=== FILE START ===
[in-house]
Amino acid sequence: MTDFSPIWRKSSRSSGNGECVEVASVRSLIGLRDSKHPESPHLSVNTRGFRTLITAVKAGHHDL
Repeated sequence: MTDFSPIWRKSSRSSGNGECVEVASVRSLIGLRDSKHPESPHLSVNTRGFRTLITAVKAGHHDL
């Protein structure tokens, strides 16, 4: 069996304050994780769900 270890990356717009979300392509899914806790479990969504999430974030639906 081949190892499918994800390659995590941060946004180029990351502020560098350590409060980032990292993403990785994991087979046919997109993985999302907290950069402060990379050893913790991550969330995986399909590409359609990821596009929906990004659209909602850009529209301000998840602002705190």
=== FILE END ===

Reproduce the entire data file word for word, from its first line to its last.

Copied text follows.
[in-house]
Amino acid sequence: MTDFSPIWRKSSRSSGNGECVEVASVRSLIGLRDSKHPESPHLSVNTRGFRTLITAVKAGHHDL
Repeated sequence: MTDFSPIWRKSSRSSGNGECVEVASVRSLIGLRDSKHPESPHLSVNTRGFRTLITAVKAGHHDL
């Protein structure tokens, strides 16, 4: 069996304050994780769900 270890990356717009979300392509899914806790479990969504999430974030639906 081949190892499918994800390659995590941060946004180029990351502020560098350590409060980032990292993403990785994991087979046919997109993985999302907290950069402060990379050893913790991550969330995986399909590409359609990821596009929906990004659209909602850009529209301000998840602002705190």